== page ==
The power of Gen Z activism to galvanise ESG
Five powerful insights from Sanlam Investments' latest Critical Conversations event
By 2030, Gen Z will be moving into managerial positions. This generation has grown up and is more influential than one may think. They’re shifting the sustainability agenda from the bottom up, which is having a profound impact on the investment landscape.
These insights emerged at the latest Sanlam Investments Critical Conversations event on June 7, where a panel of experts explored value propositions for new generations through an ESG lens. Watch the recording of this panel discussion below.
Facilitated by renowned business and news presenter Lerato Mbele, the panel included Dion Chang, founder of Flux Trends; Shameela Soobramoney, CEO of the National Business Initiative; Ravi Pillay, a faculty member of the Gordon Institute of Business Science; and Tashmia Ismail-Saville, chief business development officer of Mitacs.
Opening the event, Carl Roothman, CEO of Sanlam Investment Group, said: “At Sanlam Investments, we want to be more than just an asset manager; we want to be agents of change. All stories start with a conversation. This conversation is about consumer-driven change and creating value propositions that position ESG right up front. The more we share our experiences, the greater the chance that, together, we can be the change we want to see in this world.”
Here are five key insights that emerged during the discussion:
1. Don’t underestimate Gen Z
Gen Z has entered the workforce and they’re the new customer. They’re the first generation to weaponise social media to galvanise change. They’re tech savvy with ample time. So, they’ll call brands out on green-, pink-, black-, any-kind-of-washing. Their social justice barometer is high and they’re entering political and civic duties earlier than any previous generation. Theirs is an activism of anger in reaction to being handed a broken world.
It’s no coincidence that new voices are rising as old systems unravel. We’re at an inflection point of policy change. This new generation of consumers is forcing a shift at boardroom level and beyond. Brands now need to prove they’re delivering with deliberateness and depth on their purpose and promise.
2. Young adults are taking the law into their own hands
In 2020, 25-year-old Mark McVeigh sued a $57bn retirement fund for the way it managed climate risk. He won, which has dramatic implications for Australia’s $3-trillion superannuation industry. Young people are taking on governments and companies when it comes to climate litigation. As is evidenced in McVeigh’s case, this has significant ramifications for the investment world, with a younger cohort of clients demanding investment portfolios that deliver on promises and drive sustainability returns.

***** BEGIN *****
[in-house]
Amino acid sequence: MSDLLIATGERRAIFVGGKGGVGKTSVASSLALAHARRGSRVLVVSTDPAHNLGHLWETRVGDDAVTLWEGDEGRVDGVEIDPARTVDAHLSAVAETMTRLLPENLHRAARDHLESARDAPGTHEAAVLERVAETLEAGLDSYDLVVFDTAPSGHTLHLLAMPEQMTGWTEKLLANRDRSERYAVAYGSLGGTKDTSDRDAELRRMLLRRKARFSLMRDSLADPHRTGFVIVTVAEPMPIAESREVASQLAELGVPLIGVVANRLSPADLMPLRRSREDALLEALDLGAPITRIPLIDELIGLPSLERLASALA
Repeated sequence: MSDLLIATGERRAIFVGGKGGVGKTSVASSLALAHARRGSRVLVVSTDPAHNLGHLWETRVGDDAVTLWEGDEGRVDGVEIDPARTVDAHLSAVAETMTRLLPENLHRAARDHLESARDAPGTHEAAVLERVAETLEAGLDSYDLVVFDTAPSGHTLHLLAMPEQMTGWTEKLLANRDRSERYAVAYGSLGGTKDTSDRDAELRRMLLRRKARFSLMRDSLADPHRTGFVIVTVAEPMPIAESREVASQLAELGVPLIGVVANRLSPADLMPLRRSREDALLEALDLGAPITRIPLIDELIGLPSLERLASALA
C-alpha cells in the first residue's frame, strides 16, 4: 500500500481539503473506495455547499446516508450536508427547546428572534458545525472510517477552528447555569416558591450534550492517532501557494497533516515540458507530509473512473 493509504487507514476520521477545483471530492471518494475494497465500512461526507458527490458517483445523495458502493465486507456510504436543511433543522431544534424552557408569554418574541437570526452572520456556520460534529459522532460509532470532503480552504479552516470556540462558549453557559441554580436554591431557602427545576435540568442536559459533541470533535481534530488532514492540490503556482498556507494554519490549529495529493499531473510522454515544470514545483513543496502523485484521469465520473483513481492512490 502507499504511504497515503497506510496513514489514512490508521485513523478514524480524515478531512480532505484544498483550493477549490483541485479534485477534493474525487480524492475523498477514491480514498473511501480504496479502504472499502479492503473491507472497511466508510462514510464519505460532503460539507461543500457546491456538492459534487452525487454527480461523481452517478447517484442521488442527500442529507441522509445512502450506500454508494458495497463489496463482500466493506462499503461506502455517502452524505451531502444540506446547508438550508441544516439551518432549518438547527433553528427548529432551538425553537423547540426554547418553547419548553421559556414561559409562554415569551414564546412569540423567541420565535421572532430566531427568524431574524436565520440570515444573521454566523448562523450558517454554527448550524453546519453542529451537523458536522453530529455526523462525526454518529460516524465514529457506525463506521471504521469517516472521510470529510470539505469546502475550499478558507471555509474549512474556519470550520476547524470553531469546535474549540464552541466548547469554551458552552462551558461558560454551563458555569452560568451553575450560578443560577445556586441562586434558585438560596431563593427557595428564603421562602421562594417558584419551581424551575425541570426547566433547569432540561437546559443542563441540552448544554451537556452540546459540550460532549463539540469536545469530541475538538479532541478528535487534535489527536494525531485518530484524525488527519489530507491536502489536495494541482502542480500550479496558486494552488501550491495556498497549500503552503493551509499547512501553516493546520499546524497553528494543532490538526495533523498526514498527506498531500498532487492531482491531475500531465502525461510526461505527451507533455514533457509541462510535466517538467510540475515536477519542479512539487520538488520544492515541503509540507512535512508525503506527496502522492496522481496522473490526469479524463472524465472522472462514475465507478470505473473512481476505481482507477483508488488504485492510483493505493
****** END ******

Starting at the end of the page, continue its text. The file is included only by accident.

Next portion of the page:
3. Asset managers still have work to do
In a poll of event participants, 21% said it’s extremely important to align their investments (and, by proxy, their clients’ investments) with their personal values and sustainability goals. More than half said it’s important, but not the priority, while 7% said it's not important.
Another poll showed that 73% of respondents had never made an investment decision based on a company’s ESG performance — just 37% of these would consider doing so.
In a final poll, 36% said they never track companies’ ESG performances at all. This suggests there’s a shift that needs to happen from the top.
There’s evidence that companies that champion sustainability and ESG tend to outperform. So, asset managers have a pivotal role to play in presenting sustainability-focused portfolio options to clients.
4. The great energy debate
On the topic of coal vs renewables, the panel agreed that both should be in motion. Decarbonising the economy will create myriad jobs, so bolder decision-making is called for to action the alternative energy solutions of the future. Energy security is a concern worldwide right now. All solutions must be considered in terms of localising the value chain, but also remaining relevant in the context of international trade.
5. Policy and partnerships
We need adept policymakers to protect consumers and the country's future. Asking companies to self-regulate will never offer the scale and impact required. Global power will not shift without policy change. Additionally, companies need to be purpose-led and willing to engage in meaningful partnerships that cross-pollinate the private, public and government sectors.
For example, there are a plethora of clean-tech SMEs popping up to solve shared problems. The government can create an enabling environment for these entities to thrive, and established businesses could partner with them for a “shot in the arm” of innovation.
Said Roothman: “Confidence inspires a nation to invest in a world where we can all flourish and build a sustainable tomorrow, because confidence knows a sustainable future is the best long-term investment we can make. At Sanlam Investments, we are dedicated to driving deliberate ESG that’ll create a better planet for our future generations to inherit. That’s why we hold Critical Conversations: to discuss a viable way forward for SA Inc.”
For more on Sanlam Investments' Critical Conversations series of virtual events, click here.
This article was sponsored by Sanlam Investments.